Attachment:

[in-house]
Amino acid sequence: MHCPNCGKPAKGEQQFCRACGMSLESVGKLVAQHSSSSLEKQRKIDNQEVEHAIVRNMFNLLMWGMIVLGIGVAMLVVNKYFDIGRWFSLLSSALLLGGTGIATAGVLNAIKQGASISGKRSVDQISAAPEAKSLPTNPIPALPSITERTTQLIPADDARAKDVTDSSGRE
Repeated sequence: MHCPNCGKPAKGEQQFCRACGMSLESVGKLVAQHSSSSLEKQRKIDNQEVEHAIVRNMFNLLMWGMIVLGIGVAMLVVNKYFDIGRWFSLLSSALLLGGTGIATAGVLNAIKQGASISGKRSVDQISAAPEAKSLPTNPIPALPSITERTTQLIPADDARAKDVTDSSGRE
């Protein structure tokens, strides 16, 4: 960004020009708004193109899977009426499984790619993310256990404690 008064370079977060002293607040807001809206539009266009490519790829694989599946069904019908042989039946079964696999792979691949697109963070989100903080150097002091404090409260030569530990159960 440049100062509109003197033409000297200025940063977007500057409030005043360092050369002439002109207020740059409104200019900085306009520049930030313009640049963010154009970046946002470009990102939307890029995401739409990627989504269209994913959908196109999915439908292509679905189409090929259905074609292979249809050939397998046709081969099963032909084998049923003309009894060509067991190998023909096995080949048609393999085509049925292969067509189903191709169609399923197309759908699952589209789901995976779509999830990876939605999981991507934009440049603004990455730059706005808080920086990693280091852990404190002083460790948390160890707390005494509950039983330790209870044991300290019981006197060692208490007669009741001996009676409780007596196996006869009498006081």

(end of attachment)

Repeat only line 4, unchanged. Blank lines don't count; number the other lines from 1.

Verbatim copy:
């Protein structure tokens, strides 16, 4: 960004020009708004193109899977009426499984790619993310256990404690 008064370079977060002293607040807001809206539009266009490519790829694989599946069904019908042989039946079964696999792979691949697109963070989100903080150097002091404090409260030569530990159960 440049100062509109003197033409000297200025940063977007500057409030005043360092050369002439002109207020740059409104200019900085306009520049930030313009640049963010154009970046946002470009990102939307890029995401739409990627989504269209994913959908196109999915439908292509679905189409090929259905074609292979249809050939397998046709081969099963032909084998049923003309009894060509067991190998023909096995080949048609393999085509049925292969067509189903191709169609399923197309759908699952589209789901995976779509999830990876939605999981991507934009440049603004990455730059706005808080920086990693280091852990404190002083460790948390160890707390005494509950039983330790209870044991300290019981006197060692208490007669009741001996009676409780007596196996006869009498006081």